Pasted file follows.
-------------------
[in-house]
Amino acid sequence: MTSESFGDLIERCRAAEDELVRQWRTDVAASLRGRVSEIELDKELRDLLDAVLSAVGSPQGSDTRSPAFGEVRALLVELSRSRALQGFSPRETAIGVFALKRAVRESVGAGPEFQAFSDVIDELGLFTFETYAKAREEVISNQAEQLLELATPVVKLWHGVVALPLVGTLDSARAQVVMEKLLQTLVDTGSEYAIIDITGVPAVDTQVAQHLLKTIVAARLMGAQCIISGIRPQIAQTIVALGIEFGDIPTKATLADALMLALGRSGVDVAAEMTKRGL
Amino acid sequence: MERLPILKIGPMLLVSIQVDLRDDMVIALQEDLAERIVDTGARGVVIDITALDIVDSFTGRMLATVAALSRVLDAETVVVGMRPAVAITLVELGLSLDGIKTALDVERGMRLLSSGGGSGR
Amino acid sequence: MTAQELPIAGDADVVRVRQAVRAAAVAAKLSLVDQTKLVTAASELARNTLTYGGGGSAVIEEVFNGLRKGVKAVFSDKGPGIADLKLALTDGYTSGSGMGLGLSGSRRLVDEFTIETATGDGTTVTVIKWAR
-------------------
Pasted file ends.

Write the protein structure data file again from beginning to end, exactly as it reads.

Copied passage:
[in-house]
Amino acid sequence: MTSESFGDLIERCRAAEDELVRQWRTDVAASLRGRVSEIELDKELRDLLDAVLSAVGSPQGSDTRSPAFGEVRALLVELSRSRALQGFSPRETAIGVFALKRAVRESVGAGPEFQAFSDVIDELGLFTFETYAKAREEVISNQAEQLLELATPVVKLWHGVVALPLVGTLDSARAQVVMEKLLQTLVDTGSEYAIIDITGVPAVDTQVAQHLLKTIVAARLMGAQCIISGIRPQIAQTIVALGIEFGDIPTKATLADALMLALGRSGVDVAAEMTKRGL
Amino acid sequence: MERLPILKIGPMLLVSIQVDLRDDMVIALQEDLAERIVDTGARGVVIDITALDIVDSFTGRMLATVAALSRVLDAETVVVGMRPAVAITLVELGLSLDGIKTALDVERGMRLLSSGGGSGR
Amino acid sequence: MTAQELPIAGDADVVRVRQAVRAAAVAAKLSLVDQTKLVTAASELARNTLTYGGGGSAVIEEVFNGLRKGVKAVFSDKGPGIADLKLALTDGYTSGSGMGLGLSGSRRLVDEFTIETATGDGTTVTVIKWAR